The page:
Hapman partners with several major Wastewater Treatment facility developers meeting critical requirements around dosing treatment materials and sludge handling. Hapman Bulk Bag Handling, Helix flexible screws, and feeders manage dosing of additives like sodium bicarbonate, lime, sodium bisulphite, and soda ash used to neutralize pH, reduce foaming, and promote coagulation and flocculation. One of the most common applications Hapman supports with its Tubular Drag and En Masse conveyor products involves transfer of dried sludge or biosolids into storage silos and then transfer to truck or rail loadout stations. Dryer discharges are common pick up points. Heat drying of biosolids holds two benefits: reduction in mass and volume for transport, and conversion into a beneficial and saleable resource. Heat drying produces Class A biosolids that meet the highest quality pathogen reduction, as defined by 40 CFR Part 503, which can be used for fertilizing and conditioning soils without restriction.

With their knowledge and history working in wastewater treatment, Hapman’s product specialists are regularly called upon to integrate the tubular drag conveyor in transportation of dried wastewater sludge and biosolids. Hapman engineers the most robust and reliable tubular drag conveyor in the market. Hapman’s standard schedule 40 tube design with patented, factory-fit flanged connections offer superior sealing, strength, and quick install and maintenance. Hapman also offers a large range of chain and flight options with patented engineered chain technology which offer superb reliability in demanding industrial environments and any situation where uptime is critical. The low speed en-masse conveyance mode of Hapman Tubular Drag Conveyors results in maximum up time, low power input, and minimal maintenance. Unlike cable conveyors and round link (log) chain tubular conveyors, Hapman’s engineered chain used on its Tubular conveyors are designed for routine starting and stopping under load, full of material, and overload conditions. Finally, what makes the tubular drag ideal for wastewater sludge and biosolids is the dust tight construction that eliminates the opportunity of some deflagration or explosion conditions, enables maintaining nitrogen blanketing, and eliminates undesirable dust and odor conditions.

For this particular project, Hapman teamed up with Jim Myers & Sons, an OEM that sells systems exclusively for the wastewater treatment industry, to supply an automated dried biosolids handling solution for the Jordan Basin Water Reclamation Facility in Utah. The project involved Tubular Drag Conveyor systems taking 100+ degree Fahrenheit biosolids from the dryer into storage silos and En Masse Conveyor systems discharging from the silos to the loadout facility directly to retractable discharge chutes for discharge into semi trucks. A nitrogen inerting system and dust collection were also involved in the project.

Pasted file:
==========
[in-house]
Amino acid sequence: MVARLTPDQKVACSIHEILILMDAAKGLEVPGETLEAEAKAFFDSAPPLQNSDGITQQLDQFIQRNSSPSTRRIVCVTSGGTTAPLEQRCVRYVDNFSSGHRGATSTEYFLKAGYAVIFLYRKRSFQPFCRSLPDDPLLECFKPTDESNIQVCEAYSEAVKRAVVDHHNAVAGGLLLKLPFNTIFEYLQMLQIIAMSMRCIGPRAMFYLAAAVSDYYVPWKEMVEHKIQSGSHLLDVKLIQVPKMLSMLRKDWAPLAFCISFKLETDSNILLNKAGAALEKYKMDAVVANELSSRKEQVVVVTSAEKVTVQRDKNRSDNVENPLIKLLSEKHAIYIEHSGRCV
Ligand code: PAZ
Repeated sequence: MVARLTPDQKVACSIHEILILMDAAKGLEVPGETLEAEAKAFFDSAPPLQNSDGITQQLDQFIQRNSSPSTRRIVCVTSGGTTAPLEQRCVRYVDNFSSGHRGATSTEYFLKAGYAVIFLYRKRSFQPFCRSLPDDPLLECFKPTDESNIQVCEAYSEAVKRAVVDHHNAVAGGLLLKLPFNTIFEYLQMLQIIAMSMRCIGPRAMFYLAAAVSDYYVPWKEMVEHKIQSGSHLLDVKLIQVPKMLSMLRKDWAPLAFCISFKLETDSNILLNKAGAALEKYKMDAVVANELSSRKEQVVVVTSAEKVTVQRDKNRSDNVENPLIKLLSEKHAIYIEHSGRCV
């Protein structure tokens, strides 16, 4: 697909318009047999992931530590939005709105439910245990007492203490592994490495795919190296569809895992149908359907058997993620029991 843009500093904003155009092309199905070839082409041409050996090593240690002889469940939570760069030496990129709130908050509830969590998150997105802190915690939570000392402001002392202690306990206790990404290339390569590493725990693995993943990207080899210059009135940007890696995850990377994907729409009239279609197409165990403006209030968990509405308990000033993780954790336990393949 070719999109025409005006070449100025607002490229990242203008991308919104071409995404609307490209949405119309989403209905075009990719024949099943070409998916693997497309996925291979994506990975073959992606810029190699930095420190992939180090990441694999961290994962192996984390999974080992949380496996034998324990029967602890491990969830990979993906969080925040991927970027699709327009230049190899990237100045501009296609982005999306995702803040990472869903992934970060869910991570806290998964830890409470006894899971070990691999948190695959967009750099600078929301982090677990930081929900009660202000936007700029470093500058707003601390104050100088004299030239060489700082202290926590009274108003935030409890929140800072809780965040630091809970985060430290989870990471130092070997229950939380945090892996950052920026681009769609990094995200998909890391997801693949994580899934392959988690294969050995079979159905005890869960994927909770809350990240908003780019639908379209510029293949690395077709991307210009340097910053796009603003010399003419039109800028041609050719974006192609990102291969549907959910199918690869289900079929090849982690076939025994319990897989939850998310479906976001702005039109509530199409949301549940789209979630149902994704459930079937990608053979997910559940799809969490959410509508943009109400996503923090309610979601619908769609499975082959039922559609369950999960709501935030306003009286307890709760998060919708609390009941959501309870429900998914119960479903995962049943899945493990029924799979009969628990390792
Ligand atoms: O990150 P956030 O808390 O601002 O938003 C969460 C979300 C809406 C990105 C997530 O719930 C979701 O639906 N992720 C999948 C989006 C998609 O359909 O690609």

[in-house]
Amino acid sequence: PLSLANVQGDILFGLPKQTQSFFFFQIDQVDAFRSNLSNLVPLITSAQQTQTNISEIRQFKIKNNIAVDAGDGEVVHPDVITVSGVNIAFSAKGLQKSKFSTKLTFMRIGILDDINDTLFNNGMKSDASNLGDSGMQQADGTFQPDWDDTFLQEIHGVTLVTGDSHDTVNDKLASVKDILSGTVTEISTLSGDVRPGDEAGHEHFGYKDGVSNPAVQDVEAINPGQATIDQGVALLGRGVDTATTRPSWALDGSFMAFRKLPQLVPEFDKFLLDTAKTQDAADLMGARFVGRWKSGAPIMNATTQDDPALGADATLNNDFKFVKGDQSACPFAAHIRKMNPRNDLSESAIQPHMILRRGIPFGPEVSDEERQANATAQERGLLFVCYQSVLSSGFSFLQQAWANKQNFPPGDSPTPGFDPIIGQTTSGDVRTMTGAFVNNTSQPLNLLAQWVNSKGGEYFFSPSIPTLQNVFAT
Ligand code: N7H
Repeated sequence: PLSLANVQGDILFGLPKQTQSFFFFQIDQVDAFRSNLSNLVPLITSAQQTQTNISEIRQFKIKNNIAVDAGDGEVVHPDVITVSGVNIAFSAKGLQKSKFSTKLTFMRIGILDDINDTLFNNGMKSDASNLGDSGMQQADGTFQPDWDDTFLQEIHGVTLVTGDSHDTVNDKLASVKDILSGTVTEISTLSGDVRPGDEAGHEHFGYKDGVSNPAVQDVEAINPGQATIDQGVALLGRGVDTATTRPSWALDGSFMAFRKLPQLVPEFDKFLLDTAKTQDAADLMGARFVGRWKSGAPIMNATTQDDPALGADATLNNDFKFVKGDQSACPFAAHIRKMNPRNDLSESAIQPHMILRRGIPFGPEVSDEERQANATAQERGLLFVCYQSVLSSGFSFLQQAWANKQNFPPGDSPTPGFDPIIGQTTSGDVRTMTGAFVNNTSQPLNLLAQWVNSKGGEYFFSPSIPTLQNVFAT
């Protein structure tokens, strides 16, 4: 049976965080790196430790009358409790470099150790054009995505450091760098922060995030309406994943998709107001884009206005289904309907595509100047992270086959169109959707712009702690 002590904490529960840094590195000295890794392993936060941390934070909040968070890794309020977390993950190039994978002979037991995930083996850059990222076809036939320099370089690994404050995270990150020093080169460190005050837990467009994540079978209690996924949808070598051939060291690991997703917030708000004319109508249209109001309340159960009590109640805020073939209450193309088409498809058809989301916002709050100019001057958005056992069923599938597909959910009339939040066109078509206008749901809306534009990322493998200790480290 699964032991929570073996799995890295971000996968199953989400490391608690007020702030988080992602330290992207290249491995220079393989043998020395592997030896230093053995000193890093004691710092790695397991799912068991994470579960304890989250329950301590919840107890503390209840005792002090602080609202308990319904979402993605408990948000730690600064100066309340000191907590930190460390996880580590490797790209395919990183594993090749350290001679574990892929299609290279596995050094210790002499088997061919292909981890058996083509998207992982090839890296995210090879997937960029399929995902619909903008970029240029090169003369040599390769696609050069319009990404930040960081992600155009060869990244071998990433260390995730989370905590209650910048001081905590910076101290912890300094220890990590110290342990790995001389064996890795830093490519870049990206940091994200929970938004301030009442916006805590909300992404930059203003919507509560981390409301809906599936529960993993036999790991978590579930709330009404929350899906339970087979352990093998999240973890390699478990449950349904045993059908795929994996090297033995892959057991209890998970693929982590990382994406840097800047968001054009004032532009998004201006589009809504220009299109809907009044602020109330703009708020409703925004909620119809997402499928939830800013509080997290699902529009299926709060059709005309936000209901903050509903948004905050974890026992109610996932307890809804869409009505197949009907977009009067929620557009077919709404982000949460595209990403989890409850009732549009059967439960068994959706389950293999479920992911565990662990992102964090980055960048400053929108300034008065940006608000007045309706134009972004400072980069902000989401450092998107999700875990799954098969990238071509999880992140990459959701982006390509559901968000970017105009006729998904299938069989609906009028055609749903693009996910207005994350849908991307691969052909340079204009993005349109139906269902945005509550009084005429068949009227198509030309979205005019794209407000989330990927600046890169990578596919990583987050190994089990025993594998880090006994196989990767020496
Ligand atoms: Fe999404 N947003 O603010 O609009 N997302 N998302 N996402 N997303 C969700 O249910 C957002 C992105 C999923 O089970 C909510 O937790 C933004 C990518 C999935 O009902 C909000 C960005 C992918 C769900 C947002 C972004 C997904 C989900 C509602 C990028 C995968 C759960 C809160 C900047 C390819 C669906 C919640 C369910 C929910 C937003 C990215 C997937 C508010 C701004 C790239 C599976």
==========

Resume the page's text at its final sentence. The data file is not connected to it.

Biosolids were conveyed from the dryer to multiple silos using two Tubular Drag Conveyors. A 157 foot, 4 inch (100 mm) Tubular Drag Conveyor in a gooseneck configuration received the dryer discharge and transferred material to the second 150 foot, 4 inch (100 mm) Tubular Drag Conveyor using a square loop configuration. The conveyors utilized Hapman’s engineered UHMW molded flights with special rivet-less drop forge chain. Schedule 40 pipe was used with special hardened elbows and connected with Hapman’s unique factory-fit locking flange design. All conveyors run continuously, 24 hours/day, 7 days a week and required Class II, Div 2 Explosion rated electrical components.

Due to local ordinance, the silo height was limited and unbale to offer a typical drive-thru load out. Hapman worked closely with CDM, their sister company, to provide an En Masse conveyor system to transport the dried biosolids to the loadout platform. The first En Masse conveyor ran 62 feet horizontally underneath the silos to pick up the biosollids. A second En Masse conveyor came off the first, ran 14 feet horizontally before running another 39 feet at a 40° angle in a L-path to the load out mezzanine. The final En Masse conveyor ran 60 feet horizontally along the mezzanine with multiple discharge chutes for unloading into semi-trucks beneath the mezzanine. The system was able to meet the 20 minute semi loading time using direct silo discharge.